Can You Really Trust the Airlines with Your Pet?

For many, a family vacation just isn’t complete unless every member is present, and that certainly includes our pets. But when your vacation plans call for air travel, can you really trust the airline with the safety of your pet?

United’s latest streak of pet blunders, one of which ended in death, is almost habitual for the carrier. Of the 24 animal deaths reported to the D.O.T. last year, 18 occured on United Airlines. As for reported injuries, United claims 13 of 15 incidents that same year.

How to Keep Your Pet Safe During Air Travel

The truth is flying can still be really tough on pets. If you can get by with leaving your pet at home with a trusted sitter, do it. Otherwise, if the trip is an absolute necessity, there are things you can do to keep your pet safe and comfortable.

For starters, make sure your pet has a kennel that best suits its size. Airline rules generally state that a pet must be able to stand, turn around, and lie down. Kennel specifications will vary slightly between pets flying in cargo and those flying in the cabin, so check with your airline before purchasing. You’ll find some excellent kennels on Amazon, in durable plastic or soft-sided models. This Delta-branded Sherpa Deluxe is one of the more popular options for cabin-checked pets or, for cargo kennels, the Marchioro Clipper.

Considering how precious the cargo, it's unbelievable that a dog bound for Kansas City would wind up in Japan, but it happened. One way to prevent these incidents is by taping a polaroid of your pet to the kennel, with the name and breed written in Sharpie below. Yes, the airline does stick the same info on the kennel label, but the photo provides yet another way to easily identify your pet and, if it prevents anyone from accidentally winding up in Japan, seems worth the effort.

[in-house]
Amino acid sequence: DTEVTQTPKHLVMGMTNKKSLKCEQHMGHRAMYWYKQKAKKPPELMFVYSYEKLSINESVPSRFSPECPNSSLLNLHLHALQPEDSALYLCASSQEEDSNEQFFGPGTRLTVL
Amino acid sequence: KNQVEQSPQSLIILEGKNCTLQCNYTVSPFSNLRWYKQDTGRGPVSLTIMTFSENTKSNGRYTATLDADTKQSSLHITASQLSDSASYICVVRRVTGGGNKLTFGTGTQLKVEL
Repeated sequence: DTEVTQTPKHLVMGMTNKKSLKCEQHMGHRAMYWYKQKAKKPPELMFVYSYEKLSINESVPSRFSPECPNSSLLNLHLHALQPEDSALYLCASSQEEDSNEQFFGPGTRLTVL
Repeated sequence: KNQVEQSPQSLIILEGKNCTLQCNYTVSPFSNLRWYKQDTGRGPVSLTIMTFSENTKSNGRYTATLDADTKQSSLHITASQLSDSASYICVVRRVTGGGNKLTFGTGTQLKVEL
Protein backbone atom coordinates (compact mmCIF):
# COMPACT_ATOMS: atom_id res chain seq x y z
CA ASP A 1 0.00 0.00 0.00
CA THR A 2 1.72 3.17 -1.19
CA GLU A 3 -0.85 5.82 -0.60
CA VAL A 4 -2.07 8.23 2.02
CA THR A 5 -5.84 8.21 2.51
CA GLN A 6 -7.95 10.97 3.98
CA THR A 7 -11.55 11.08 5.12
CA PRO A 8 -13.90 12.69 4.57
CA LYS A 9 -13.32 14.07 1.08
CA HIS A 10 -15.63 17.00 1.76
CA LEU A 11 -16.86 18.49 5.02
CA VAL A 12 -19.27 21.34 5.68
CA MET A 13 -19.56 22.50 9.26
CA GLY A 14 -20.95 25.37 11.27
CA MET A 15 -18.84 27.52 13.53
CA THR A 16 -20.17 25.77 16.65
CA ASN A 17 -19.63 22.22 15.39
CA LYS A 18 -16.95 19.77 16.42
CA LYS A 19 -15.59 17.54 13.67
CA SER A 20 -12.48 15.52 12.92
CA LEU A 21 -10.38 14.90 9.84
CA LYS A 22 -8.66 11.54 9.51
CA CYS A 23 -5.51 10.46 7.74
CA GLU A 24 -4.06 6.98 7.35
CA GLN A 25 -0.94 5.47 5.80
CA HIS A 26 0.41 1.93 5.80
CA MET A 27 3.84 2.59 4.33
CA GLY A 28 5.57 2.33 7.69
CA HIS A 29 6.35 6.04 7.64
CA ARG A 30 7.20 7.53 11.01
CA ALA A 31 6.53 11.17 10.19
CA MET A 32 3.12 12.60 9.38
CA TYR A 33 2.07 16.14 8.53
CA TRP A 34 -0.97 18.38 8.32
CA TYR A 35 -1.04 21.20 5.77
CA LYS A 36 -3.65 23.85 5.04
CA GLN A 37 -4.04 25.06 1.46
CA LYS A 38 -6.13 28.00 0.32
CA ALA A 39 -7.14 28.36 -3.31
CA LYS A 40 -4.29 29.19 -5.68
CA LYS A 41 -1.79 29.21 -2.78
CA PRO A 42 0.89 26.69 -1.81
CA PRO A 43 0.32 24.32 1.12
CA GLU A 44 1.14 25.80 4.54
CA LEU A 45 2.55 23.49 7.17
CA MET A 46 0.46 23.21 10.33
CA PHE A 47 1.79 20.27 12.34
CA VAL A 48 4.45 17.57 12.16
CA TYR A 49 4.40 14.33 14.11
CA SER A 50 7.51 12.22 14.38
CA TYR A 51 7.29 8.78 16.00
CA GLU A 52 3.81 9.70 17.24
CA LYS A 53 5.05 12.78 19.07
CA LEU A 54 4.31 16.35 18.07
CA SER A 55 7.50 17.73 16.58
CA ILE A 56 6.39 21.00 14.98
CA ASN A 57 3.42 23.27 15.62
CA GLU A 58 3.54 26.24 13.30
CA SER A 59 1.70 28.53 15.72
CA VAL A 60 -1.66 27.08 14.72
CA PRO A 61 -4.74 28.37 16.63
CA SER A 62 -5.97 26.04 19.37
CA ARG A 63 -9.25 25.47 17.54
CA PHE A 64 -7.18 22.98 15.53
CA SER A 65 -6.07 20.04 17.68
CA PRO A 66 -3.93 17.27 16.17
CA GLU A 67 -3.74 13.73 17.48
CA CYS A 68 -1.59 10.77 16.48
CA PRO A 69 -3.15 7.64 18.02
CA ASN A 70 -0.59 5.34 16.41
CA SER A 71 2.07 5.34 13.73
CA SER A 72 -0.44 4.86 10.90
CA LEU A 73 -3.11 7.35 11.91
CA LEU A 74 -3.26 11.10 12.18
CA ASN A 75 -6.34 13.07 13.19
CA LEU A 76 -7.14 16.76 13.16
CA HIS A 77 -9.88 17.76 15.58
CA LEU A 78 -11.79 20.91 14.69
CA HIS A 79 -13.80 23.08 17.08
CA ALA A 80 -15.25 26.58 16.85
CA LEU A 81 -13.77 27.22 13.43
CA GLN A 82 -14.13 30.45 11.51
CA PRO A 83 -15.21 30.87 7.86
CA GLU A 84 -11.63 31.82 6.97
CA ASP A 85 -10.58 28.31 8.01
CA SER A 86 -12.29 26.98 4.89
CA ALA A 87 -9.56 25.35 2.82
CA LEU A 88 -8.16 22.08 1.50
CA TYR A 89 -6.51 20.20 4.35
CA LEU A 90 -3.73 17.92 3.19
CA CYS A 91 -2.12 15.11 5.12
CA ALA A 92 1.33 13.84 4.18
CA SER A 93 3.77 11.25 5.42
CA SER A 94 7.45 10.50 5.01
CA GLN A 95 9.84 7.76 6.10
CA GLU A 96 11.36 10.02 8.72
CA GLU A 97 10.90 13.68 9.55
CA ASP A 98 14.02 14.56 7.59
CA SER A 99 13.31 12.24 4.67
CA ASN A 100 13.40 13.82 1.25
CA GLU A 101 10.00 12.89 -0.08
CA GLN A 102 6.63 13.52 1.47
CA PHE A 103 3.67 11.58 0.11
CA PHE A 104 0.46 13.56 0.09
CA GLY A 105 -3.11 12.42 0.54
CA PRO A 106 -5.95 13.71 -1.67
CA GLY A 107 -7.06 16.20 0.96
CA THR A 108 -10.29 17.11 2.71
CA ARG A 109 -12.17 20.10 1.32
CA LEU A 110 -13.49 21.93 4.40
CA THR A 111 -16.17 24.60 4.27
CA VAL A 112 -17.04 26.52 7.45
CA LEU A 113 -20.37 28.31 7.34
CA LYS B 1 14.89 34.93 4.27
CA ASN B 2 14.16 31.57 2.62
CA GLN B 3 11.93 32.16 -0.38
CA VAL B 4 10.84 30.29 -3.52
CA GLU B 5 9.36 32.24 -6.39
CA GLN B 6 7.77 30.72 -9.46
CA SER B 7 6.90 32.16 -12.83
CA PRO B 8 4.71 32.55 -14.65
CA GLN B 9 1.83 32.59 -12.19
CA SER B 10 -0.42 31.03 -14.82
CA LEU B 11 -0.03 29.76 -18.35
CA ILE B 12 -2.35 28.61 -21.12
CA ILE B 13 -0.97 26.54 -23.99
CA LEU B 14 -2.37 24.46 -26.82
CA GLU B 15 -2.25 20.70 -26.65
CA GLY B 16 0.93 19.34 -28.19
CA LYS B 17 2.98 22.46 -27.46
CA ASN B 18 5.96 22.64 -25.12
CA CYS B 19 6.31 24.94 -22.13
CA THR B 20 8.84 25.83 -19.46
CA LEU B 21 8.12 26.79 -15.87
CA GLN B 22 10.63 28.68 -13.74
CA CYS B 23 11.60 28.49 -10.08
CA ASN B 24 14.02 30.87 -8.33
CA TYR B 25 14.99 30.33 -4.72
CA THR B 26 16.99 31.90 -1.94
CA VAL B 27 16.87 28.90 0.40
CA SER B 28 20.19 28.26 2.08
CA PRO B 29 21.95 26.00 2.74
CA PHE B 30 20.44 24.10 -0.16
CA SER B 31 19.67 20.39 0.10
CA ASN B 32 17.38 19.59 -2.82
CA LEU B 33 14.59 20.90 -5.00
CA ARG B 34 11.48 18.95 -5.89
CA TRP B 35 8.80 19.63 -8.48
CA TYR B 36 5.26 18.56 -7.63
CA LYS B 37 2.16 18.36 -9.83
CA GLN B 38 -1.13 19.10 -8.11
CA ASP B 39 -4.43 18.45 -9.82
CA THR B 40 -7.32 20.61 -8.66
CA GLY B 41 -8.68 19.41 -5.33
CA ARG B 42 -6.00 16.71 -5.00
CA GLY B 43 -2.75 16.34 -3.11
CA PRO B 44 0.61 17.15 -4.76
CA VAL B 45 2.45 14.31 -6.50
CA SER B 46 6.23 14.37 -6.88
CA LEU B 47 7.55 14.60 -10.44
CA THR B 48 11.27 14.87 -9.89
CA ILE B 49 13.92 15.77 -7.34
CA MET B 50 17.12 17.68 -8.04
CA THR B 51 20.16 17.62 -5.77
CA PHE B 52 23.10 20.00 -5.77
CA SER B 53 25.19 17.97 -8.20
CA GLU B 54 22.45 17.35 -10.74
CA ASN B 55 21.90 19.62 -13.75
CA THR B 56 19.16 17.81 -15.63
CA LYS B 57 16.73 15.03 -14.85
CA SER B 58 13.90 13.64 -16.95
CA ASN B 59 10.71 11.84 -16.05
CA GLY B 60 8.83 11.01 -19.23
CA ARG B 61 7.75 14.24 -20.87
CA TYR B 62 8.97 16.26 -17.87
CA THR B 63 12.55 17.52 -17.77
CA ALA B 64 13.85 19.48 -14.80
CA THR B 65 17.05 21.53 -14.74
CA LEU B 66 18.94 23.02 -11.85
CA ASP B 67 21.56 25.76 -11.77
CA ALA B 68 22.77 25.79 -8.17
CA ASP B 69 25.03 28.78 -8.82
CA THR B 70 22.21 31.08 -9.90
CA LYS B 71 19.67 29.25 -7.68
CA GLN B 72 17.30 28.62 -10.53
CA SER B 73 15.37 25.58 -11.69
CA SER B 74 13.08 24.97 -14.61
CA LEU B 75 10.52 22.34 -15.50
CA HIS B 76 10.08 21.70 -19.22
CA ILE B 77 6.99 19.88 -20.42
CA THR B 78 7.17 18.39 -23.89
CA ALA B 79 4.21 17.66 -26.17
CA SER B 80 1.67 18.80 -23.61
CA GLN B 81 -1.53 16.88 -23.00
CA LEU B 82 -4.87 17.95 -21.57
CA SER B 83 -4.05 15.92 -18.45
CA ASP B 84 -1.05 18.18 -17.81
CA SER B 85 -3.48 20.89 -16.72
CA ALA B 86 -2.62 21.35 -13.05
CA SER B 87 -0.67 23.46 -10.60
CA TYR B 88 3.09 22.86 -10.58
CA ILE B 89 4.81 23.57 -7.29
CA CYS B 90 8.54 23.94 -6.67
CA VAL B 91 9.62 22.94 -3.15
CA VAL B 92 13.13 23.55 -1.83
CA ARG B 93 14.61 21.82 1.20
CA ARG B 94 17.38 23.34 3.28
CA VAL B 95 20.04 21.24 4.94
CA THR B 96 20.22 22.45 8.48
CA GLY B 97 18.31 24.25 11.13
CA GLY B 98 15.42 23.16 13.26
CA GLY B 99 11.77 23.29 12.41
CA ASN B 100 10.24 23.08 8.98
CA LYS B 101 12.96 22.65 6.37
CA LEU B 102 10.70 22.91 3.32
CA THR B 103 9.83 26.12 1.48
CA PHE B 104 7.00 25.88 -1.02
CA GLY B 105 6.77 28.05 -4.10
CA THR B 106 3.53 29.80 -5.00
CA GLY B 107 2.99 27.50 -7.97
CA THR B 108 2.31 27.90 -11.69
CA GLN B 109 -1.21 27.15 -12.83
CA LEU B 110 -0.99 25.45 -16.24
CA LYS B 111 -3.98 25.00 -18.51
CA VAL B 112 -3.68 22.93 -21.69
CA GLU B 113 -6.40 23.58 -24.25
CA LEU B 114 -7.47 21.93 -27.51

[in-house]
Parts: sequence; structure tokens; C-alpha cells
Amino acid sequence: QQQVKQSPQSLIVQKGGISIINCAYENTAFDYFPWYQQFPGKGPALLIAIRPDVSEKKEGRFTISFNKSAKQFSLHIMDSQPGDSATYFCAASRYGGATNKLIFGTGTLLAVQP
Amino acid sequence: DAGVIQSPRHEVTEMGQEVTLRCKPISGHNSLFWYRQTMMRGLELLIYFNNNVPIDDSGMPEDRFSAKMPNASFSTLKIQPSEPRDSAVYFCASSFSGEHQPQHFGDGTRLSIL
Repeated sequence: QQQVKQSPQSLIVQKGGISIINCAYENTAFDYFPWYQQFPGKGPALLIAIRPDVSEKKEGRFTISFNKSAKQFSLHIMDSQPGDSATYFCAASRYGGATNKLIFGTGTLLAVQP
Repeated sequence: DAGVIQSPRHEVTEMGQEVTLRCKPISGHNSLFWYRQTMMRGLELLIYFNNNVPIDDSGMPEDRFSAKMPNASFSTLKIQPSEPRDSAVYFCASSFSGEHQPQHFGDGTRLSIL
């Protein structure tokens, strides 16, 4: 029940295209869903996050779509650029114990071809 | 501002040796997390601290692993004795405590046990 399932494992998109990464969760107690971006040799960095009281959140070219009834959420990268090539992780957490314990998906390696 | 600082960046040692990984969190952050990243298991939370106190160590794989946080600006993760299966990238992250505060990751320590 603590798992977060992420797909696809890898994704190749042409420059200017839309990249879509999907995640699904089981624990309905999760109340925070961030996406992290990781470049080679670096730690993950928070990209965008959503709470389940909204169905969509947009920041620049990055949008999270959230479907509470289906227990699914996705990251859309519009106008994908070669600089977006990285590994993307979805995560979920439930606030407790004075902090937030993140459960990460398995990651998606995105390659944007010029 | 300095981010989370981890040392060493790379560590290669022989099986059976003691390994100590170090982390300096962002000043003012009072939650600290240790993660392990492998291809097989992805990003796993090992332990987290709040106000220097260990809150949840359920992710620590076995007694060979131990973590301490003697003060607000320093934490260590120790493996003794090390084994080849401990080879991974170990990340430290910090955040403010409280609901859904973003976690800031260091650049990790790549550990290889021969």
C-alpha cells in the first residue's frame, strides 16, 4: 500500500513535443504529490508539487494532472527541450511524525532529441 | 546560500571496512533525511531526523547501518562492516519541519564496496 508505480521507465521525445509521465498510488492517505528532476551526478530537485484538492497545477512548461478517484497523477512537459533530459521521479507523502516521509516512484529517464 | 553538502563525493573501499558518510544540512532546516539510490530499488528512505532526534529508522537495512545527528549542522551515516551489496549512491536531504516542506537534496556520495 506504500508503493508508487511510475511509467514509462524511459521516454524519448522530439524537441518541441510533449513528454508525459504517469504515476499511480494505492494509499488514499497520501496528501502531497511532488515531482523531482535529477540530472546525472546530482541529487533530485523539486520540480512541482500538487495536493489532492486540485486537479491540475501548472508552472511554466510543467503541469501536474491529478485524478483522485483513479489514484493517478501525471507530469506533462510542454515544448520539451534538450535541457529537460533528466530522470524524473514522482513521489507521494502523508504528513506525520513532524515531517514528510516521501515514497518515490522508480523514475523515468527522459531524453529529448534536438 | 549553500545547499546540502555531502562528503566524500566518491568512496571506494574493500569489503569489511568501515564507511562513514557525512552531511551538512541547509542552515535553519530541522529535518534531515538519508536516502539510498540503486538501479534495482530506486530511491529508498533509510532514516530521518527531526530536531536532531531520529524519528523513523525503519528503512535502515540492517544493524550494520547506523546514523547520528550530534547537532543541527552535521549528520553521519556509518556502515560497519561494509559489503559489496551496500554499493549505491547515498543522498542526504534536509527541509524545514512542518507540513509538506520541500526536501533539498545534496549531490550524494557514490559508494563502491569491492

Airlines will require vaccination records and sometimes a letter from the vet stating that your pet is fit to fly. If anxiety is an issue, some veterinarians will prescribe a mild sedative like pet Xanax. When you can safely monitor your pet’s behavior in the cabin, anti-anxiety medication could be a great option. In cargo however, there’s no one to intervene in the off chance your pet reacts badly to the medication.

A DAP (dog appeasing pheromone) collar may be a safer alternative for calming stress-prone dogs.

It’s unlikely that your pet will escape its kennel, but there have been numerous stories throughout the years of cargo dogs doing just that. If you don’t already have your pet chipped, at least include your contact information on the pet’s collar.

We trust flight attendants to look out for our safety and assume they know best, but there are bad apples, obviously. Under FAA regulation, disobeying instructions from your flight crew is seen as interference in crew member duties, which could land you in cuffs. If a flight attendant orders you to do something that seems unreasonable or potentially harmful to your pet (such as, ahem, storing it in an overhead bin), try to involve additional crew members. Demand to speak to the captain, who can hopefully diffuse the situation before it goes off the rails.

If this doesn’t work, it may be best to disembark and ask to be put on another flight. That’s a huge inconvenience, but there are worse outcomes, as we saw earlier this week.

Above image by alexei_tm via Shutterstock

Airfarewatchdog.com is a participant in the Amazon Services LLC Associates Program, an affiliate advertising program designed to provide a means for sites to earn advertising fees by advertising and linking to Amazon.com
Comments